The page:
Chris has written more than 300 flash fiction/short stories. Working Vacation was 21st out of 6,700 in the 2016 Writer's Digest competition.
It was a fine summer evening, and I decided that as a man who had just stepped across the seventy-year threshold, it was time to spice up my life a bit. In my younger years, I had known excitement and adventure, but as an aging man, I had slipped into a lifestyle in which Wheel of Fortune was a highlight of the day. A walk around the block would be living on the edge. So instead of turning on Pat and Vanna, I donned my St. Louis Cardinal’s ball cap and headed out the door.
I didn’t have a dog to walk, so all my attention was focused on the action of the streets and homes of that one block in a rural municipality barely large enough to have a town council. The sheriff and two deputies took care of law enforcement. Heck, we even beat Mayberry on that point.
I was amazed at how little I knew about the residents of the homes I walked past. I only knew half a dozen of the homeowners by name. All the others had moved in since I had become a recluse in my own home. I walked past Velma’s house and a few doors later came to Ed’s place. He was in the driveway unhitching his fishing boat from a twenty-year-old Ford Ranger. We chatted for a few minutes. I mean, we actually talked. Chatting seems to have picked up a different meaning these days.
I turned another corner and came to Charlotte’s single story cape cod. There was no car in the driveway, so I was saved from catching up on the escapades of her grandchildren. As I walked past the house, I heard some commotion coming from the east end. The window in the center of that side was partially blocked by a poorly placed juniper. Through the space between the bush and the lap siding, I could just make out a leg with a boot attached to the end that was sticking through the window. Two hands reached out and gripped the frame followed by a head. But the man was too large to make an exit with his head and one foot going out at the same time.
I walked over and peeked around the juniper. Now the man’s head came out and he put a foot on the sill. This wasn’t working either. By this time I had a pretty good idea of what was going on. The burglar was trying to crawl out through broken glass instead of opening the window first. He appeared to be in his late forties or early fifties, and this holdup was making him very frustrated. I could hear certain verbalizations that should not have been uttered in Charlotte’s abode.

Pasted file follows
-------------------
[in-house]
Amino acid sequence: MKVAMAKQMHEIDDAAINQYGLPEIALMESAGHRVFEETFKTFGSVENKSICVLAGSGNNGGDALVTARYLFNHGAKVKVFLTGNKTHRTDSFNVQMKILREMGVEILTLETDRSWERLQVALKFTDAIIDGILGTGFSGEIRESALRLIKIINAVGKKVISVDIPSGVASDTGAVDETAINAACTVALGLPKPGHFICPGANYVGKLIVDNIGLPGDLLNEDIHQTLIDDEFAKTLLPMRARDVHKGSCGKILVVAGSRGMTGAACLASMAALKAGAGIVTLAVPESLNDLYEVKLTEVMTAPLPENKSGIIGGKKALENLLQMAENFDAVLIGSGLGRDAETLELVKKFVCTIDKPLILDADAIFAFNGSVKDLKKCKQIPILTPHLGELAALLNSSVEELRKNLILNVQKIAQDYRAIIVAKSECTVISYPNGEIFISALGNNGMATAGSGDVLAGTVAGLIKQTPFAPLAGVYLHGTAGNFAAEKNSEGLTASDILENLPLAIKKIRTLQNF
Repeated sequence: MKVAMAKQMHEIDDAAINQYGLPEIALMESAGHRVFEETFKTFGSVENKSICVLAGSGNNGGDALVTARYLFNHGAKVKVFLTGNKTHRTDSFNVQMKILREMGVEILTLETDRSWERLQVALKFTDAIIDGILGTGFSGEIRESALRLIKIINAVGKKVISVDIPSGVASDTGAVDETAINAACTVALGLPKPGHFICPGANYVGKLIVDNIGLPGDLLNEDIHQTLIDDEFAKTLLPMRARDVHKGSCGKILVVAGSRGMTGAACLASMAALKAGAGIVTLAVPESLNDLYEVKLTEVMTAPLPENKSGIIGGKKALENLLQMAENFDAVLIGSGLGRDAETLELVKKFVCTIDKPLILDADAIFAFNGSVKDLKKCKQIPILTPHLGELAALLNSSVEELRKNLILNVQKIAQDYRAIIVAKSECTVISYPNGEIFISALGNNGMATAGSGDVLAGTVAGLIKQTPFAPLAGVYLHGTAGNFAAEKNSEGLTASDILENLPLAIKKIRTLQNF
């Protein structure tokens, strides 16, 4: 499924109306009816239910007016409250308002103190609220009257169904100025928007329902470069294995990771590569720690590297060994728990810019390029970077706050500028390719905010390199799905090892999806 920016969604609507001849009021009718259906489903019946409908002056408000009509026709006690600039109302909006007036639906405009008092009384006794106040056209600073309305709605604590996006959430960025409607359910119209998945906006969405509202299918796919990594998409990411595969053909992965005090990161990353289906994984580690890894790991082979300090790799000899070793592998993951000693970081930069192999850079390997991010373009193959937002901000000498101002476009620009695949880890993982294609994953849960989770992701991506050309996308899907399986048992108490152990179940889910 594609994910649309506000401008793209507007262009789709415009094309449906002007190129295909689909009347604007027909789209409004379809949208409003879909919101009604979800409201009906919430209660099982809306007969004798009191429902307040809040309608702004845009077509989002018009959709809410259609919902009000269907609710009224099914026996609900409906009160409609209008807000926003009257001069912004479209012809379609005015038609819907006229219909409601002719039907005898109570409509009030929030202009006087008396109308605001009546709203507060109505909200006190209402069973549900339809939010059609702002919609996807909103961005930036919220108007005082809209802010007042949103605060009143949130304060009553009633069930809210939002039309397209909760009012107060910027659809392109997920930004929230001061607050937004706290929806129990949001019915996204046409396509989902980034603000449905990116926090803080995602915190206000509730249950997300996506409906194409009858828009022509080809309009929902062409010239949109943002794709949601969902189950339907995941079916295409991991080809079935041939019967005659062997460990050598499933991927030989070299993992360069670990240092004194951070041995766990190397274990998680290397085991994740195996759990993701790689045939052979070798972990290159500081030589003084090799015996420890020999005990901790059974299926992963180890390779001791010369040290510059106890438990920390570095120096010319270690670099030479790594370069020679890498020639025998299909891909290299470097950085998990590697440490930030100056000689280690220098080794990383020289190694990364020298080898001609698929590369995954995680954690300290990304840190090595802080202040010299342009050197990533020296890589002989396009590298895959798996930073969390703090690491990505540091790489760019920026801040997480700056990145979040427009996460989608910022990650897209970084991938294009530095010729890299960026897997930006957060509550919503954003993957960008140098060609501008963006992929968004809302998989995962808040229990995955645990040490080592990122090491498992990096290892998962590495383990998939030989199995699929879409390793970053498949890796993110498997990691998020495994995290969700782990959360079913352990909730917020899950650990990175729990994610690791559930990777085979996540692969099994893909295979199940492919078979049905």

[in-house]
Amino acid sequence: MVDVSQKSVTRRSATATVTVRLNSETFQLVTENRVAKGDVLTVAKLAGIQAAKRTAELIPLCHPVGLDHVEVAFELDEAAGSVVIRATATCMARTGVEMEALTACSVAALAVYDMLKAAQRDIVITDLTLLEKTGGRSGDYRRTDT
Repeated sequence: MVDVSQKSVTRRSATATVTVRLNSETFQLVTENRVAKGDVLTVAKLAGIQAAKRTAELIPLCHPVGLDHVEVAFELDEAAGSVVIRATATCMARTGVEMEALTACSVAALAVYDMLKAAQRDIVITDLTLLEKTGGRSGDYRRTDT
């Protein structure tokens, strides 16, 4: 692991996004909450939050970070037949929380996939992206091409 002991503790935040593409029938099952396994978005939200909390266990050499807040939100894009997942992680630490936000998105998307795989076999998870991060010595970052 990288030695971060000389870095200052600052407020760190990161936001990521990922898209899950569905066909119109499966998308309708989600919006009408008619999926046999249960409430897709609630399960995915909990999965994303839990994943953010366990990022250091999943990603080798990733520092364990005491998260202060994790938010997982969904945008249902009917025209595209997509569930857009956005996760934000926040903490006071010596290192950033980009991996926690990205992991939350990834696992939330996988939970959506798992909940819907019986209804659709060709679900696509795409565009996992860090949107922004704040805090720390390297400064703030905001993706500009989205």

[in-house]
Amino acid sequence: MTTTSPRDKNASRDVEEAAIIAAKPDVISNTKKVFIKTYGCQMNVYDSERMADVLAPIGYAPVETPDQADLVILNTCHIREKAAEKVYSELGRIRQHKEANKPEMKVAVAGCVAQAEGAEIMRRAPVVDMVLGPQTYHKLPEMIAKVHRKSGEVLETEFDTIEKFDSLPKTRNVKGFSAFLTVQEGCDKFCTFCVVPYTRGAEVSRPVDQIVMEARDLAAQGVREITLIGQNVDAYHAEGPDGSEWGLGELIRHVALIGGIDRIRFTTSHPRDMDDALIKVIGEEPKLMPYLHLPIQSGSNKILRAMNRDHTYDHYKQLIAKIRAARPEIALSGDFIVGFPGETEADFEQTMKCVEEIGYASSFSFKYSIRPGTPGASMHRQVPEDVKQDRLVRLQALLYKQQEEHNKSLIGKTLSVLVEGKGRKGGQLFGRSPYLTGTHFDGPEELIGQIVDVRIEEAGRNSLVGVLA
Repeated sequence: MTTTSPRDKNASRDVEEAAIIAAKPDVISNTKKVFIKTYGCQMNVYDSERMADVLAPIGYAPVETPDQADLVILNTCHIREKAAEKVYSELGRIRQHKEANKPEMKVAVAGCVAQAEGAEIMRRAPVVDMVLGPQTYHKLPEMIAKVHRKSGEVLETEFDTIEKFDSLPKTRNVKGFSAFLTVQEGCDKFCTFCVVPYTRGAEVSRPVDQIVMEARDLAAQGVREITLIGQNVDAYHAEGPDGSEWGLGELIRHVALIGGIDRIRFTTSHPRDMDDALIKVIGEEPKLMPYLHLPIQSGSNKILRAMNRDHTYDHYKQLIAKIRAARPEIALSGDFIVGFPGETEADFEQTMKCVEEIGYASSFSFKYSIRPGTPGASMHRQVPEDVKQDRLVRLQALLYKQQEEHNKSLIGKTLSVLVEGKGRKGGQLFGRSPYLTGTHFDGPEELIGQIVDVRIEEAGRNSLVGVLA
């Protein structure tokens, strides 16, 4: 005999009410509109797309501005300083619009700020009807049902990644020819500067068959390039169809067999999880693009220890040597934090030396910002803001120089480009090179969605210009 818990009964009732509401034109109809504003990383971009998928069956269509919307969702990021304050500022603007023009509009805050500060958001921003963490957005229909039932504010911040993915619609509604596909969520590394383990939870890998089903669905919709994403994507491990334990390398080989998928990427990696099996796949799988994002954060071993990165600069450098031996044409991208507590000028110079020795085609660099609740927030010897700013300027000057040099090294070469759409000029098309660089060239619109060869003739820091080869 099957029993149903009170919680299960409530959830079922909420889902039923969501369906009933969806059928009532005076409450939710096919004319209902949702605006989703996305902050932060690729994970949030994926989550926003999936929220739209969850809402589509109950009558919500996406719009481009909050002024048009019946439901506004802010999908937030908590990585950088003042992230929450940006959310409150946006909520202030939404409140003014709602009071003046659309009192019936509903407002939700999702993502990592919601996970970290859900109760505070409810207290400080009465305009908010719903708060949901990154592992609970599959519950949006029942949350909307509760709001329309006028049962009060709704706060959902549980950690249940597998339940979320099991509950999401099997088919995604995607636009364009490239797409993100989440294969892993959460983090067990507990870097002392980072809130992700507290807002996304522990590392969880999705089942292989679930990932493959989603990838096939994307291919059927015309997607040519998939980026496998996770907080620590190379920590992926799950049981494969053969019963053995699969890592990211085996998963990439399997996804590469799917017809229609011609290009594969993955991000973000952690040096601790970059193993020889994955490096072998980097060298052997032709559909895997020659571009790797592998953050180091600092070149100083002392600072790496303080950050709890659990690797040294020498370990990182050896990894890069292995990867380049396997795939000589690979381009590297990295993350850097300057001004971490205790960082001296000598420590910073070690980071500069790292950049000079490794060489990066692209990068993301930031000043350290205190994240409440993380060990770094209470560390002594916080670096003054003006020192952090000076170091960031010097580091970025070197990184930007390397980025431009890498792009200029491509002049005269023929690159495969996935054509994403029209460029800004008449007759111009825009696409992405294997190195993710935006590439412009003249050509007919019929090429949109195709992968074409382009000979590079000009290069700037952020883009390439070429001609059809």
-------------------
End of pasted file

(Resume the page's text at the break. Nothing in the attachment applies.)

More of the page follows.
I stepped around the juniper, placed my hand on the man’s head and gently pushed him back into the house. He stumbled around briefly until he regained his balance. He asked what the hell I had done that for, and I told him he was going about it all wrong. This time his head came out first, and he got his belt hooked on the window latch. Once again I helped him back inside. When the curses subsided, I suggested he leave by way of the front door. He thought about it and turned to his right.
I made a quick trip around the corner and grabbed the doorknob. I held it tight and felt the man trying to turn it from the inside. More curses made their way through the windowless door. He gave up, and all was silent. I returned to the window by the juniper. By the time I arrived, he had already cut his hand on the glass. I didn’t feel like being so helpful as to suggest he open the window first, but I did suggest that he go upstairs and try opening a window and exiting that way. This was, of course, preposterous on two counts. First, how would it be easier to exit a second story window than a ground floor window? Second, I’ve already said it was a single story cape cod. When he left to find the stairway, I called the sheriff.
It actually took him much longer to come back to the window than even I expected. He informed me that he could not find the way to the second floor and that I should get out of his way so he could climb out the window. I suggested that he use the back door and was once again surprised, though maybe I shouldn’t have been. The burglar considered it a plausible idea and headed toward the back of the house.
The same trick I had used on the front door, worked on the back door. I know it may be hard to believe, but in the moonless midnight darkness of this burglar’s mind, he was convinced that he was locked inside the house. He also seemed to be comfortable with the misguided notion that I was sincerely trying to help him.
The siren from the sheriff’s cruiser was a distant whine.
“What’s that?” asked the burglar.
“It sounds like the local law enforcement has some business to attend to,” I said.
Out popped his head and foot again, and for the third time, I placed my hand on his head. But this time I pushed a bit harder.
The cruiser pulled up in front of the house, and the sheriff climbed out. We met on the porch just as the front door opened.
“Um, oh, hello officer,” said the burglar.
“Sheriff,” said the sheriff.
“Huh?” said the burglar.
“You can call me Sheriff Dalrymple, not officer.”
“Oh, uh, hello Sheriff Dalrymple.”
I watched the cruiser drive down the street and continued my stroll around the block, careful not to pay attention to anything about the houses I passed.
The next day I was considering the whole, bizarre escapade of the previous day. My ball cap hung on a hook by the door. My walking shoes were on the rug below the hat. I walked across the room, sat down in my recliner and picked up the remote control. I had an exciting half hour planned with Pat and Vanna.
© 2018 Chris Mills